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Stock# 42985
Description

View showing the Inniskilling Dragoons during the Battle of Balaclava.

 

The 6th (Inniskilling) Dragoons was a cavalry regiment in the British Army, first raised in 1689. It saw service for three centuries, before being amalgamated into the 5th/6th Dragoons (later the 5th Inniskilling Dragoon Guards, then finally the 5th Royal Inniskilling Dragoon Guards) in 1922. The 'Skins' (as they were known) are one of the four ancestor regiments of the Royal Dragoon Guards.

The regiment was first raised as Sir Albert Cunningham's Regiment of Dragoons in 1689, by the regimenting of various independent troops, and ranked as the 6th Dragoons. It later took the nickname of the "Black Dragoons", and in 1751 was formally titled as the 6th (Inniskilling) Regiment of Dragoons, later simply the 6th (Inniskilling) Dragoons.

The Battle of Balaclava, October 1854.

 

 

In 1854, Great Britain and her allies, France and Turkey, went to war against Russia. An army was sent to the Black Sea to destroy the Russian naval base at Sevastopol in the Crimea. The 6th Dragoons were part of the Heavy Brigade. On the way, the fire broke out on one of the transport ships. The commanding officer, Lt Col Willoughby Moore, 16 men and all the horses were lost. A further 75 horses were lost in a gale and cholera ravished the men.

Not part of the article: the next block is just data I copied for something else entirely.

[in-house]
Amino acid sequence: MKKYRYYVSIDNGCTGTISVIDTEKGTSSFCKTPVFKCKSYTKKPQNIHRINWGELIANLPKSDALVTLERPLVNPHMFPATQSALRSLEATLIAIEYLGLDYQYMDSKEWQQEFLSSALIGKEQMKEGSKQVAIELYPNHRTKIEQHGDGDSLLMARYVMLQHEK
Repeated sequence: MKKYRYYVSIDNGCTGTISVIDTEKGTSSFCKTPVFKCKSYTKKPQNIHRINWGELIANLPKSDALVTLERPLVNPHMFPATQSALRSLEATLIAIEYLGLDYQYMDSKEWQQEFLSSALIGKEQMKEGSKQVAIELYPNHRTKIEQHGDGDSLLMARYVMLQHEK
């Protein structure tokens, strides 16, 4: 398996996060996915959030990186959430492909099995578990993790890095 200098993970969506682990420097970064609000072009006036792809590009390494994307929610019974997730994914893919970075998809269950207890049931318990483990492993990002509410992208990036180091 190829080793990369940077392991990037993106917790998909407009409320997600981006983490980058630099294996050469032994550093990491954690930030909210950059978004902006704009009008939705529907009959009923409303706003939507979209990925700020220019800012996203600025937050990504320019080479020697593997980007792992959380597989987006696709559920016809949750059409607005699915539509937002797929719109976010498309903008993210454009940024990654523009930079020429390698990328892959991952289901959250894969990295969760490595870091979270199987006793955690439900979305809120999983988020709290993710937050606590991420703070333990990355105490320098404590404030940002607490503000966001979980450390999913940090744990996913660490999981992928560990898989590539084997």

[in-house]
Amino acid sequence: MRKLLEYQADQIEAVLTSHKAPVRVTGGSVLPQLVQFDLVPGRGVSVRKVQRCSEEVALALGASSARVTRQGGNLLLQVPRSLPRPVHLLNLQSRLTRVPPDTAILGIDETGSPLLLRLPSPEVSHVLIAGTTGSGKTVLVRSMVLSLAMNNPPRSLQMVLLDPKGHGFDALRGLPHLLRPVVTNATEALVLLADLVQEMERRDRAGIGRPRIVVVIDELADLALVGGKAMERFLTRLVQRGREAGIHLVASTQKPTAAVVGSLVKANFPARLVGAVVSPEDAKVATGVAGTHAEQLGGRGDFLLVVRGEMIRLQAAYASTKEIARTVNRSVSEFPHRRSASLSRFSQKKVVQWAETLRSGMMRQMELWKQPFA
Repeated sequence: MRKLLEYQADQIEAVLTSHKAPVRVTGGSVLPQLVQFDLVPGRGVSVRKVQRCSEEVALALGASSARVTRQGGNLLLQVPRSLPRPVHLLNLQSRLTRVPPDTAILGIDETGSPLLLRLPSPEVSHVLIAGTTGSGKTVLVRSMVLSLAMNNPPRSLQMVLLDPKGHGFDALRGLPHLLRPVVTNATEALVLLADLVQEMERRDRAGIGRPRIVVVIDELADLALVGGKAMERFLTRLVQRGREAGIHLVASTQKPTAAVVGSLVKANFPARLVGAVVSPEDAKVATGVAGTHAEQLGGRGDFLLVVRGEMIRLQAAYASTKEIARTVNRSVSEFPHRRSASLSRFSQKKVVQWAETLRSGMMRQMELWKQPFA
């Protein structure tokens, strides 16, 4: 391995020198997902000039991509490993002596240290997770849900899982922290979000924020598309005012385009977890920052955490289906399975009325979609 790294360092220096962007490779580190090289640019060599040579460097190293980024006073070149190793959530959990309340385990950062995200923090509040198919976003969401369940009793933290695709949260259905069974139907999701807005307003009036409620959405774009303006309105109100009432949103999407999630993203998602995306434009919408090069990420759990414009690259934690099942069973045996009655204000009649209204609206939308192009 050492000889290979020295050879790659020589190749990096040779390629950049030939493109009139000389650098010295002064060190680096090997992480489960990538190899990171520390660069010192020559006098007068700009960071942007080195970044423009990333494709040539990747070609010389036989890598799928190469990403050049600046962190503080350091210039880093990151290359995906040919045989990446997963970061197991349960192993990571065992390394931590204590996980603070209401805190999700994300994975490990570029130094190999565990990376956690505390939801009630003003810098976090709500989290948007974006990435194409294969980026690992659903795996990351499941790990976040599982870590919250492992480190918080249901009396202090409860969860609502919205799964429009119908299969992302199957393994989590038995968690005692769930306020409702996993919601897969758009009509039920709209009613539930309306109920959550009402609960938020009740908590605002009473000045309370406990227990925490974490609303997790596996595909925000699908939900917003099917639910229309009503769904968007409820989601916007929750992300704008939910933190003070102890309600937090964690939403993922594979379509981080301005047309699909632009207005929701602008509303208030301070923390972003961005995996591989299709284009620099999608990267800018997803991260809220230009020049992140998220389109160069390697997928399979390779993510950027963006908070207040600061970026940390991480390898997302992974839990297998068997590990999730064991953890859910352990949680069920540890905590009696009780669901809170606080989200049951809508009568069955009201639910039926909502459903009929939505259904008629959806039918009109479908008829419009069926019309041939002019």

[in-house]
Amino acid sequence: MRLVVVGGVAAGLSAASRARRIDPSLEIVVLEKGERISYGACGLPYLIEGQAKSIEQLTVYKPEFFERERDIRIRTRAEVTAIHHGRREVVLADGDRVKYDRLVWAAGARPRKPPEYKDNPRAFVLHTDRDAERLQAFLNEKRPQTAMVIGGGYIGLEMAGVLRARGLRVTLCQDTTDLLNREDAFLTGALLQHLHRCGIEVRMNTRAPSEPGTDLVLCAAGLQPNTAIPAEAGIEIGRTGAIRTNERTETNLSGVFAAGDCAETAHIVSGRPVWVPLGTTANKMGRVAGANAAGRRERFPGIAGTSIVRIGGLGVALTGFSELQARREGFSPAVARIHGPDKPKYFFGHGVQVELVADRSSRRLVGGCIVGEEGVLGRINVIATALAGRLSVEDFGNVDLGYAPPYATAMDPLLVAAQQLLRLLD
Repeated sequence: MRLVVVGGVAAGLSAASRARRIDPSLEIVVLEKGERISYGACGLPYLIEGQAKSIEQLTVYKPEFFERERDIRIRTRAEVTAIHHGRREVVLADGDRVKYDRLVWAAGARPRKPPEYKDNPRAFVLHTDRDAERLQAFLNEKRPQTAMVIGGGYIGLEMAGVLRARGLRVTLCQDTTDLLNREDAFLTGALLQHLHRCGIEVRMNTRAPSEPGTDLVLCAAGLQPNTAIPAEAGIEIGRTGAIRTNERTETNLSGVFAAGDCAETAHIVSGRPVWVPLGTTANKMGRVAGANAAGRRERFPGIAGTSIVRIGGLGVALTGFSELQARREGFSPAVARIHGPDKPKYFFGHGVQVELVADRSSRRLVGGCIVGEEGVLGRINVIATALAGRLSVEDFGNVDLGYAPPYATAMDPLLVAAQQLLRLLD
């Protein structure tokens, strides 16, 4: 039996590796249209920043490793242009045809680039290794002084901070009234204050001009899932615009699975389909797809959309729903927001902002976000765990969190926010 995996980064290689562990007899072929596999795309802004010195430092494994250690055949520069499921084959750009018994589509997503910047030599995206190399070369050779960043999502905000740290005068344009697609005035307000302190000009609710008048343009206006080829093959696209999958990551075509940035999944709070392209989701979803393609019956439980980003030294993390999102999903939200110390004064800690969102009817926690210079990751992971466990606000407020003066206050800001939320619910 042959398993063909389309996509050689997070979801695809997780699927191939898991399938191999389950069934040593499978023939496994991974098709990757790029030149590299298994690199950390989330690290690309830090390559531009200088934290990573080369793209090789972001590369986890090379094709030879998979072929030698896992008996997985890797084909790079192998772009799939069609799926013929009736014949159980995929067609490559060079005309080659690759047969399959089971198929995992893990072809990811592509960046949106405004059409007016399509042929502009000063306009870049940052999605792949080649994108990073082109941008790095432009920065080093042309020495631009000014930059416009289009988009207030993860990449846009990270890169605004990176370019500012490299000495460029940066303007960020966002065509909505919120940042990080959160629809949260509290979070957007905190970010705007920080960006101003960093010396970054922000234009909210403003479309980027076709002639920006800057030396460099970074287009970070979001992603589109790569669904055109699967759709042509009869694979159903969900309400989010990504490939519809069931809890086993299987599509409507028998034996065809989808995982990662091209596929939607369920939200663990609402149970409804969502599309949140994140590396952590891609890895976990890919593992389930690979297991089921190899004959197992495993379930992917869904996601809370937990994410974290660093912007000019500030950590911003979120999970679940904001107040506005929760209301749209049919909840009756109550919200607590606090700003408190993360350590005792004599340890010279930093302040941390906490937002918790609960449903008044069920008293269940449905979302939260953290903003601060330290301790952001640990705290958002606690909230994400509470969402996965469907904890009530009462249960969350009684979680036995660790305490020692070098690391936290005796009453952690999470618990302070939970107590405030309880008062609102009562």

The regiment arrived in the British base at Balaclava much diminished. On 25th October the Russians attacked the British base. The Heavy Brigade, some 700 men from five Dragoon regiments, faced a Russian cavalry force of about 2000. The Brigade, commanded by Brigadier-General Scarlett, charged uphill at the enemy. Such was the ferocity of the attack that the Russians began to falter and then to retreat.

 

 

The whole action took only eight minutes. The Inniskillings lost two men killed and 14 wounded. Though ordered to follow the Light Brigade later that day in its disastrous charge, the Heavy Brigade was stopped in time when the mistake was realized. In spite of the fact that the Inniskillings saw no further action in the campaign the death toll rose to over 120, a testament to disease and hardship.

 

Condition Description
Some staining